Reposted from UNCG News & Features
Talk about a perfect fit.
Two years ago local retired businessmen Ernie Manuel and Pete Pearce came to the Bryan School looking for a partner for their plan. They wanted to help those struggling with homelessness by fostering their entrepreneurial dreams.
At the Bryan School of Business and Economics, Dr. Channelle James was teaching an undergraduate course in social entrepreneurship, which blends business with serving the community in some way. Social entrepreneurs use market forces to create social good.
Together, they reached out to the Interactive Resource Center, a day center in Greensboro for those who are experiencing homelessness, and found a way to help several people who have talent and passion but needed business expertise and a small loan to make their businesses a reality.
Each semester students work in small groups to help their entrepreneurs define the market, create business plans, set pricing and develop marketing collateral such as business cards and web sites. Then the students and entrepreneurs present their work to Manuel, Pearce and Liz Seymour, executive director of the IRC. That team decides whether to back the plans with small loans – generally $150 to $300. The entrepreneurs are expected to set up a payment plan to repay the loans.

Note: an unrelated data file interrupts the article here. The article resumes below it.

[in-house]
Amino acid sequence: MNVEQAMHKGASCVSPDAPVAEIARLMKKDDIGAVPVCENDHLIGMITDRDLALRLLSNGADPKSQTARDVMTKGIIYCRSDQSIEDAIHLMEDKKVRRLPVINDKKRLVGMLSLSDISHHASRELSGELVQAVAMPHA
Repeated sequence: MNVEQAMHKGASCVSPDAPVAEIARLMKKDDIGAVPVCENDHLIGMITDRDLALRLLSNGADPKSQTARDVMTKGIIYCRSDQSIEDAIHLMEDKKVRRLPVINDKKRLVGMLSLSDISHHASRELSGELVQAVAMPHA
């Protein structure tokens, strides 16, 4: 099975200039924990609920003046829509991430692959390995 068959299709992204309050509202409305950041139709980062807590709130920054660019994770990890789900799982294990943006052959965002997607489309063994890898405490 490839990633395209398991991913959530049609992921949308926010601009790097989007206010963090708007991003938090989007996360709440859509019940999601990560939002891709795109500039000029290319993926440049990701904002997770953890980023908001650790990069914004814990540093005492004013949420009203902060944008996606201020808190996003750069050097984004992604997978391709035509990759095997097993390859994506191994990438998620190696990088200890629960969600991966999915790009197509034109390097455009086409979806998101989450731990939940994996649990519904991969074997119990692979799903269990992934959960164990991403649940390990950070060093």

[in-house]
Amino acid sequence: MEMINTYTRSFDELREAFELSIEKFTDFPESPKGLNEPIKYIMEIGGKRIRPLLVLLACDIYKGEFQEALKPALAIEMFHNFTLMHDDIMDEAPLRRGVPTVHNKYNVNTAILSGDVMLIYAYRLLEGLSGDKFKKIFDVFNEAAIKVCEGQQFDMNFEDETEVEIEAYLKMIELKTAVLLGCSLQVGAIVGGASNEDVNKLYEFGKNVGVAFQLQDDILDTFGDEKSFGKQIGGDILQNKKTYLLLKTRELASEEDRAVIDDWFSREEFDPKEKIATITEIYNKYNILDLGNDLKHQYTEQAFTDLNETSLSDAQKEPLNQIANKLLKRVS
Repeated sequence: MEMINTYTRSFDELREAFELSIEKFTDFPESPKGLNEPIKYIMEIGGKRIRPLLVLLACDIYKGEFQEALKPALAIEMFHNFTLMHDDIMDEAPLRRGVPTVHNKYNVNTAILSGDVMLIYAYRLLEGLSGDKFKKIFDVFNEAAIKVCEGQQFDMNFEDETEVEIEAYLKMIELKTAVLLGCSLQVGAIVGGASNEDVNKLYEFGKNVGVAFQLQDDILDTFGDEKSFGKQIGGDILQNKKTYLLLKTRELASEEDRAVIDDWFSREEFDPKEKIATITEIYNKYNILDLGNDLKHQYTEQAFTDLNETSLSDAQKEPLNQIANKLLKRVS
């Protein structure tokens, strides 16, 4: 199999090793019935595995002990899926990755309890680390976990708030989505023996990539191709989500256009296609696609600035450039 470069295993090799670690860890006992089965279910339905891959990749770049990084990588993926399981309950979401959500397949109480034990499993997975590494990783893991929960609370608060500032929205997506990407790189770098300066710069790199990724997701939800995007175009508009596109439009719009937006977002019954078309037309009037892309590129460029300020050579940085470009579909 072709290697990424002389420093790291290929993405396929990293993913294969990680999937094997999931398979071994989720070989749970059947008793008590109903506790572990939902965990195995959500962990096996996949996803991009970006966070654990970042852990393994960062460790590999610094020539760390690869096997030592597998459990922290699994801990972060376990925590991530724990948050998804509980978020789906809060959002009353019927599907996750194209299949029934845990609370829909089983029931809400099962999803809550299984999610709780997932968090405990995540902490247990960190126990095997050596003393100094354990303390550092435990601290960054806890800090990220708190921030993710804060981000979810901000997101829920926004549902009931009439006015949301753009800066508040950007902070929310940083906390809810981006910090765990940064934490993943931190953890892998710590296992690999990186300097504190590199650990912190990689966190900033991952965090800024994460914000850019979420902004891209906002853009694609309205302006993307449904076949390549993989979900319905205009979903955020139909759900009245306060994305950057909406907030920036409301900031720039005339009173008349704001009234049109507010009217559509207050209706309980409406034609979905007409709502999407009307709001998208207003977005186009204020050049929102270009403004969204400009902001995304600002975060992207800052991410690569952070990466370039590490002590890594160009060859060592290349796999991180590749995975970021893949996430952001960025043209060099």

The entrepreneurs get a boost, and students get even more.
“The students learn about social issues of employment, creating business plans and how to present in front of people with great experience,” James said. “Sometimes it’s easier to learn when you’re working on something for someone else.”
For Maria-Elena Henry ’13, the class was an opportunity to live out UNCG’s service ideal. “I’ve always wanted to give back,” she said. “When we serve more, it puts things in perspective.”
And students feel the impact of this class long after they graduate. James recalls a summer Saturday when she went to the IRC for a fundraising car wash.
“When I pulled my dirty little car up, I saw Matthew Puzio.” He had graduated the previous May but came back to volunteer. “That meant a lot.”
Another student, Andres Bueno, helped present the IRC arts co-op, ArtiFacts, at the UNC Social Business Conference last September, even though he finished her class the previous year.
“Business can make a difference,” James said. “This program has so many wins. I haven’t figured out one wrong thing with it.”
Read more about this class in the spring 2013 issue of UNCG Magazine.
By Beth English
Photography by David Wilson
UNCG Now story posted by Beth English ( email@example.com )